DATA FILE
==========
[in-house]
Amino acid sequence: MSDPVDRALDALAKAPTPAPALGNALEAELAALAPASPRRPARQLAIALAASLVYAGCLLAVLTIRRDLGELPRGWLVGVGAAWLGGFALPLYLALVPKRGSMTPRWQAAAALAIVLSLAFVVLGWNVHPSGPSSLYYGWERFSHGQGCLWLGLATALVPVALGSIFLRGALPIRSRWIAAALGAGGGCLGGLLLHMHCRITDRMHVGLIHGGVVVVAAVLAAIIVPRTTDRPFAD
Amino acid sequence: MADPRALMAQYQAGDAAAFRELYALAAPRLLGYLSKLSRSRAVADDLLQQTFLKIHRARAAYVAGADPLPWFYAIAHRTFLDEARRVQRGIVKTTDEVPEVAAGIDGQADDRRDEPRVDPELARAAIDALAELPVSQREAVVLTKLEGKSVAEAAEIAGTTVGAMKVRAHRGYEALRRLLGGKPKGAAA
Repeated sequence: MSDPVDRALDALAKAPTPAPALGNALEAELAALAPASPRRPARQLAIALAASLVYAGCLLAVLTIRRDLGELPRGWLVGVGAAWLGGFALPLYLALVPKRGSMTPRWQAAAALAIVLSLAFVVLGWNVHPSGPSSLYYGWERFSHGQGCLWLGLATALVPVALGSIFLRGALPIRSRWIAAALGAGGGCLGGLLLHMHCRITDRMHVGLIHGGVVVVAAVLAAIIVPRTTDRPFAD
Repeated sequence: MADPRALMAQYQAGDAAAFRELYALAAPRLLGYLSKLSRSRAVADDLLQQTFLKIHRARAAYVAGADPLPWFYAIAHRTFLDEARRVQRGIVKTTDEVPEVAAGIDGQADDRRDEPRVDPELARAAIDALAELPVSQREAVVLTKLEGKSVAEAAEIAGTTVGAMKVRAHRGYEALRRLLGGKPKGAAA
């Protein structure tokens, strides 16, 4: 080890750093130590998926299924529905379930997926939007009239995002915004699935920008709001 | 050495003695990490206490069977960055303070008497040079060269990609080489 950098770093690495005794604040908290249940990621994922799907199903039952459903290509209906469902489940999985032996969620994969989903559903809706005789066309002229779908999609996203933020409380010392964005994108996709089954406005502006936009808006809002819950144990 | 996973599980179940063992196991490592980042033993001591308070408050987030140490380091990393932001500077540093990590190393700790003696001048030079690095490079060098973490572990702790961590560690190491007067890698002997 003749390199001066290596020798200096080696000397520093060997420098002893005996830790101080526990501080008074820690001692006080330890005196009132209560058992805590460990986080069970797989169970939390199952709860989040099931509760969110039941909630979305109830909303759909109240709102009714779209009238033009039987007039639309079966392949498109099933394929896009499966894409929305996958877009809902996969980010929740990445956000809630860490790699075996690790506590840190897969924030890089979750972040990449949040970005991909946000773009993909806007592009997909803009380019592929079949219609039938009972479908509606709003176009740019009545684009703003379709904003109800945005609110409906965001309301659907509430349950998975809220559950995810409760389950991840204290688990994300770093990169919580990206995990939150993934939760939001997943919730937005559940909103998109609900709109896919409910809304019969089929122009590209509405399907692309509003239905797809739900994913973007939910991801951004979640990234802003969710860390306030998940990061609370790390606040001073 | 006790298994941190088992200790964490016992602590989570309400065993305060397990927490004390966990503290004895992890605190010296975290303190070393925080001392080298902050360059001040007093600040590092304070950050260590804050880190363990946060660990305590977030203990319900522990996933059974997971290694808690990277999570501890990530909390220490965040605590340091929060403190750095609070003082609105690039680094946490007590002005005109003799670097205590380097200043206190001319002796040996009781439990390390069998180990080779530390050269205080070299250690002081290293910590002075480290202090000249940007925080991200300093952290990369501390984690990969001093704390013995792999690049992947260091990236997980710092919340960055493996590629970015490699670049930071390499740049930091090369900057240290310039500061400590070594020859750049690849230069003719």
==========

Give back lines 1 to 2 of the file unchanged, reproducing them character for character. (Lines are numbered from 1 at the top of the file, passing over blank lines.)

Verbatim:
[in-house]
Amino acid sequence: MSDPVDRALDALAKAPTPAPALGNALEAELAALAPASPRRPARQLAIALAASLVYAGCLLAVLTIRRDLGELPRGWLVGVGAAWLGGFALPLYLALVPKRGSMTPRWQAAAALAIVLSLAFVVLGWNVHPSGPSSLYYGWERFSHGQGCLWLGLATALVPVALGSIFLRGALPIRSRWIAAALGAGGGCLGGLLLHMHCRITDRMHVGLIHGGVVVVAAVLAAIIVPRTTDRPFAD